South Central has submitted no evidence supporting the position that the SIC code entered by an agent bank on a Merchant Application controls, or should control, the Principal Bank's classification of the merchant's business when determining whether the business is generally acceptable or unacceptable. Nor does South Central present any other evidence relating to how CCSI's "acceptable business" determination is or should be made. Stripped to its essence, South Central offers no more than an argument to the effect that since it wrote the SIC code for a mail or telephone order house on AEE's application, CCSI should have regarded AEE as such and rejected the application. *fn14" Significantly, however, South Central offers no evidence supporting the claim that AEE is properly considered a catalog or mail order house. *fn15"

 Burke's affidavit explains CCSI's processing of the AEE application as follows:

 

11. In determining whether an indirect merchant is an "acceptable business", the SIC code given in an application or otherwise was irrelevant. The focus instead was on the nature of the business or service provided. Under certain circumstances, even "unacceptable businesses" would be granted credit processing privileges if the agent bank insisted and further information was provided.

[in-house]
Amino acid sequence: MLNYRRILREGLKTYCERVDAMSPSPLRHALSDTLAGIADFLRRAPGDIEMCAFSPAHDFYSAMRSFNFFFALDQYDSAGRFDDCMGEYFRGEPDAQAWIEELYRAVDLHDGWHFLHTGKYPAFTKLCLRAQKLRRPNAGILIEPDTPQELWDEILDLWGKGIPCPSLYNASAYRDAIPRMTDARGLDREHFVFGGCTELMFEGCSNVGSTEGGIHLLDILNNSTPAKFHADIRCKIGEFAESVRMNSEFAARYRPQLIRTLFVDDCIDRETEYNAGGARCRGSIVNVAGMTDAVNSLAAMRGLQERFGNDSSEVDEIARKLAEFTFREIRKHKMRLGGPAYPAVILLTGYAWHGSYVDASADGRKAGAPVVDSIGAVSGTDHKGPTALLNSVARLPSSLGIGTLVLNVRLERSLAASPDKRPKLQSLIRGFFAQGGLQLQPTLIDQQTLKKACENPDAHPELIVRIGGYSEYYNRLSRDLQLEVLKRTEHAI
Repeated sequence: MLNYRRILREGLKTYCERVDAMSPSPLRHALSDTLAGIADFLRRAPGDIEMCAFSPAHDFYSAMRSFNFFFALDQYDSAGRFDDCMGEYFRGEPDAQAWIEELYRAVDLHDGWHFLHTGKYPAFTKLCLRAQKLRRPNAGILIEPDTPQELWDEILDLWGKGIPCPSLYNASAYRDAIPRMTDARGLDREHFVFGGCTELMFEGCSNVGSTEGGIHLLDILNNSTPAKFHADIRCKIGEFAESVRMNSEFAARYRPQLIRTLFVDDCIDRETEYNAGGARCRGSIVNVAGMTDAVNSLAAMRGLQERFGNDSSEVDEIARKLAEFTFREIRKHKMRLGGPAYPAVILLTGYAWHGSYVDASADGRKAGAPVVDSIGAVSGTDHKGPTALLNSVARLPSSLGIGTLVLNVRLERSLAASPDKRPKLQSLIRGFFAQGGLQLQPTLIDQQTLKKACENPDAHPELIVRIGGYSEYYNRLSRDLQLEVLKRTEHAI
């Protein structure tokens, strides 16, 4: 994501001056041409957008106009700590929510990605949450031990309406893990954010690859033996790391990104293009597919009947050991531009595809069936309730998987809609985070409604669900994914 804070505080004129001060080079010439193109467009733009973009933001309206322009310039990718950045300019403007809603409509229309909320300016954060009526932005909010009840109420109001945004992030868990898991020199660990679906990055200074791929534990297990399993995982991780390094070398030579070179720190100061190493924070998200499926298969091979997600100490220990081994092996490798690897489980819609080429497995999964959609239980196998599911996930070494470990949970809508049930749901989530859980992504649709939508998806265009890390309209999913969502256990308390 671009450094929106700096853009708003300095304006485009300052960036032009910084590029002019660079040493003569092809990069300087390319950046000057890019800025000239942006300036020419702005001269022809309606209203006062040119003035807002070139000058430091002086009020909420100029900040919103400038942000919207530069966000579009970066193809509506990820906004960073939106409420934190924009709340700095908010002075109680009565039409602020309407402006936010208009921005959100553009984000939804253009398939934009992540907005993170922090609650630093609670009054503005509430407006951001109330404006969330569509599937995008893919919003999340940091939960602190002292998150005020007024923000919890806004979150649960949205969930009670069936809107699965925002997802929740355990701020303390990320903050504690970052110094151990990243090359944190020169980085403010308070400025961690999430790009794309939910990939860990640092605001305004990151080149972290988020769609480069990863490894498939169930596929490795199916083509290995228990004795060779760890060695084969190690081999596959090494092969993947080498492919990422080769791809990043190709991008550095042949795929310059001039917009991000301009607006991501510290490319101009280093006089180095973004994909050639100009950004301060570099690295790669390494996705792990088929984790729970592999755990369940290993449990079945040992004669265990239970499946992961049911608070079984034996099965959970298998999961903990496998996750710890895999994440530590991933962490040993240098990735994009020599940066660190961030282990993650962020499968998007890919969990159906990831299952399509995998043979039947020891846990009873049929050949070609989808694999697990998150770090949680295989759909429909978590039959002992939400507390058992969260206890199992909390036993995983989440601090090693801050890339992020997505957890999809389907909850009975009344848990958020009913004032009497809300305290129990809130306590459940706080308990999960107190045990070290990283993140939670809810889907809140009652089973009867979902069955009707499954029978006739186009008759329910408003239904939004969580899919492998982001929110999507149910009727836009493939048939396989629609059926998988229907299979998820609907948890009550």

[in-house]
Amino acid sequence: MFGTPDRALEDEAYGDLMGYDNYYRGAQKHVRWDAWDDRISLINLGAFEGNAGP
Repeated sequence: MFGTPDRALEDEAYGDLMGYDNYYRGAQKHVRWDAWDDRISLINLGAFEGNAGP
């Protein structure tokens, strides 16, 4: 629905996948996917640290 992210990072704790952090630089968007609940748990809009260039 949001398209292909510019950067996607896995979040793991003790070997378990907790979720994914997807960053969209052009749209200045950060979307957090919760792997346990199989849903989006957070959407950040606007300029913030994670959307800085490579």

. . .

 

15. The Merchant Application clearly states that the nature of AEE's business was a railroad.

 

16. That the nature of the business was important rather than the SIC code placed on the application is amply demonstrated by this particular Merchant Application. The Merchant Application originally had a SIC code of 4011 for railroads but this was scratched out and the SIC code of 5961 for mail order houses was put in. The original entry of 4011 for railroads was correct because AEE was a railroad and the entry of 5961 was incorrect. When this application was processed, the correct SIC code of 4011 was considered and the incorrect SIC code of 5961 was disregarded.

 Defendant's 12(N) Facts, Exh. 1, Burke Aff. PP 11, 15-16 (emphasis added). This testimony is unrefuted by any evidence submitted by South Central. In view of CCSI's unrefuted testimony that the SIC codes provided on Merchant Applications are "irrelevant" to its acceptable/unacceptable business determination; and, in view of the fact that South Central presents no evidence supporting the proposition that a railroad should properly be classified as a catalog or mail-order house for purposes of that determination, the court finds that South Central fails to raise a genuine issue as to whether CCSI should have classified AEE as a catalog or mail-order house and rejected its application on that basis.